CinemaCon: Warner Bros’ “The Big Picture” Shows Off an Impressive Roster
The even bigger and more anticipated event of CinemaCon Day 1 had to be Warner Bros’ annual “The Big Picture” presentation, which always includes lots of talent and new footage. Of course, the elephant in the room for the panel was the absence of recently-departed CEO Kevin Tsujihara, but Toby Emmerich did mention him and wish him good luck and God speed during one of the panel’s more awkward moments.
Warner Bros’ “The Big Picture” was hosted by actress Aisha Tyler, who danced out enthusiastically and gave a tease of what’s to come including the “Return of the king of the monsters, Kanye… I mean, Godzilla.”
After showing the obligatory sizzle reel of 2018 successes having their biggest year ever with $5.3 billion worldwide, chairman of Warner Bros. Motion Picture, Toby Emmerich, came out to start the show with an introductory speech, giving special mention to James Wan’s Aquaman being the highest-grossing DC Comics movie worldwide and the second highest grossing movie in the company’s history. He cited Walter Hamada, the head of overseeing the DC properties, which includes Kathy Yan’s Birds of Prey, Patty Jenkins’ Wonder Woman 1984, Matt Reeves’ The Batman and James Gunn’s Suicide Squad 2. He teased the footage from Todd Phillips’ Joker, which would be shown during the presentation. (You can read about all things DC-related in my previous write-up.)
Oddly, they decided to start off with an introduction from the cast of the upcoming Shaft sequel/reboot with footage mainly taken from the trailer, before the company’s President of Domestic Distribution Jeff Goldstein came out, wearing a red Shazam! cap – there were probably a few double takes with that red cap — to brag about all the records Warner Bros. set and broke in 2018, including the most #1s worldwide.
Next up was the trailer for the May 17 romantic drama The Sun Is Also the Star, which looks like a cute teen-targeted film but nothing special.
On the other hand, the thriller The Good Liar, said to becentered around the dark nature of people and based on the novel by Catherine Mckenzie, looks quite compelling. Director Bill Condon (Beauty and the Beast) and Helen Mirren came out to introduce the first footage for that movie and how he read the book and was so shocked by a twist in the book that he felt like he had to make the movie. He cited Alfred Hitchcock’s introduction to Psycho where he urged audiences not to give away the twists, and Condon felt the same way about keeping the end of his movie a secret. The movie will reunite Condon with Ian McKellan, who Mirren said she had done theater with roughly 17 years ago.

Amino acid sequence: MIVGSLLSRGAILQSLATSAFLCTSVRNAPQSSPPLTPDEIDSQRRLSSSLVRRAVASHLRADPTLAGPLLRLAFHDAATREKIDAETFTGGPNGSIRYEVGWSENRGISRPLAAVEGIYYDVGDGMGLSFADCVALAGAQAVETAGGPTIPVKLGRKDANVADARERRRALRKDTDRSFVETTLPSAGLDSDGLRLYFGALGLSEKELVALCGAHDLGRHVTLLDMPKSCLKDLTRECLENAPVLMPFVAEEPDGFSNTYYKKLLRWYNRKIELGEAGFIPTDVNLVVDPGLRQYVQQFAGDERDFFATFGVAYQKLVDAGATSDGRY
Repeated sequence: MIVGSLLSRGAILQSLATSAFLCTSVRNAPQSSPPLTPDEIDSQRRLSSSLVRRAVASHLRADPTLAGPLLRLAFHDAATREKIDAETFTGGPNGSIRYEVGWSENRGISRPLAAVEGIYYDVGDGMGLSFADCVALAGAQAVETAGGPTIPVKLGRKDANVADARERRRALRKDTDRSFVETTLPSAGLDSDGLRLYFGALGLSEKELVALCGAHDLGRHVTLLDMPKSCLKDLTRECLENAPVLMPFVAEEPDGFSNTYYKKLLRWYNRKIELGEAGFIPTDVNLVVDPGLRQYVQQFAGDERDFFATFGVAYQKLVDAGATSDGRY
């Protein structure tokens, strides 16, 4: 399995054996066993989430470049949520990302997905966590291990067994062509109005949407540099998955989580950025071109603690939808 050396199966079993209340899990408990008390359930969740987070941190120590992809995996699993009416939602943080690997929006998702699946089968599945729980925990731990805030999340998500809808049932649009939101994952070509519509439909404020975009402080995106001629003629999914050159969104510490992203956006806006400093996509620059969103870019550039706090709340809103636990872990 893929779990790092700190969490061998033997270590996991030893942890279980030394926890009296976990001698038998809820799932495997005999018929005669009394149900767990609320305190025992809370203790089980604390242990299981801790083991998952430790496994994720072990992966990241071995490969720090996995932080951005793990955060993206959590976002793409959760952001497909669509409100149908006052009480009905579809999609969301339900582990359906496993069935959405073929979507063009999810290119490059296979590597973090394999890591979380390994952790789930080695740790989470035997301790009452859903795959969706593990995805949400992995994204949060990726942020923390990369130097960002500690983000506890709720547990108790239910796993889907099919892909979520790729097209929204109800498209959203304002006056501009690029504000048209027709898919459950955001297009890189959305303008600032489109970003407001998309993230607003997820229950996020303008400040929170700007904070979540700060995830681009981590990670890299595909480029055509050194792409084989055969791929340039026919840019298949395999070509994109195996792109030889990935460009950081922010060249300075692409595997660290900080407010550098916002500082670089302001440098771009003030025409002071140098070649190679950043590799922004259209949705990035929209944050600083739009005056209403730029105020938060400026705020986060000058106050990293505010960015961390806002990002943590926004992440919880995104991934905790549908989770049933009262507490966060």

“I love Netflix, but f*ck Netflix,” Mirren said, to huge applause and cheers. (Like I mentioned earlier, this was a running theme since Netflix seems to go against everything the exhibitors in the audience would believe in aka the theatrical experience and having proper windows before the release in homes.)
They then showed the first trailer for The Good Liar, out Nov. 15, which looks like a strong thriller about two people who meet on an online dating service with McKellen clearly not being who he says he is.
At that point, things just started getting weirder as the segment on the May 10 release Pokemon: Detective Pikachu was presented seemingly by a hologram of Ryan Reynold’s Pikachu character with Reynolds making jokes to introduce the movie. Instead of showing the trailer we’ve already seen, they showed an extended scene of Pikachu and Justice Smith’s character interrogating Mr. Mime, who doesn’t talk, only mimes, making him a difficult link in the chain of finding a killer.
If that wasn’t strange enough, Ozzy Osbourne’s “Crazy Train” started playing and a giant heavy metal-inspired “Comic-Con” logo appeared on the screen as a trio of people dressed in outlandish costumes came out yelling about it being “Comic-Con!” (There were also a few cosplayers in the aisles out with the audience.) One of these people was obviously Melissa McCarthy wearing another outlandish costume (like the one from the Oscars) with a dragon on her back. I believe the two men with her were husband and director Ben Falcone and the third guy was James Corden? That would make the most sense since this was the way they decided to introduce McCarthy’s upcoming comedy Super-Intelligence, which comes out on December 20.
Directed by Falcone, the movie stars McCarthy as a woman who is contacted by an intelligent A.I. voiced by James Corden, who wants to learn more about the world along with her. The A.I. can control all technology and he uses it to help McCarthy’s character, but she soon learns that this A.I. is trying to decide whether to save the world or destroy it. Regardless of whether the movie is funny or not, it did present one of the biggest WTF!?! Moments of the expo… but only after the photos of NATO head (and CinemaCon organizer) Mitch Neuhauser dressed up like one of the shadows from Usthe night before.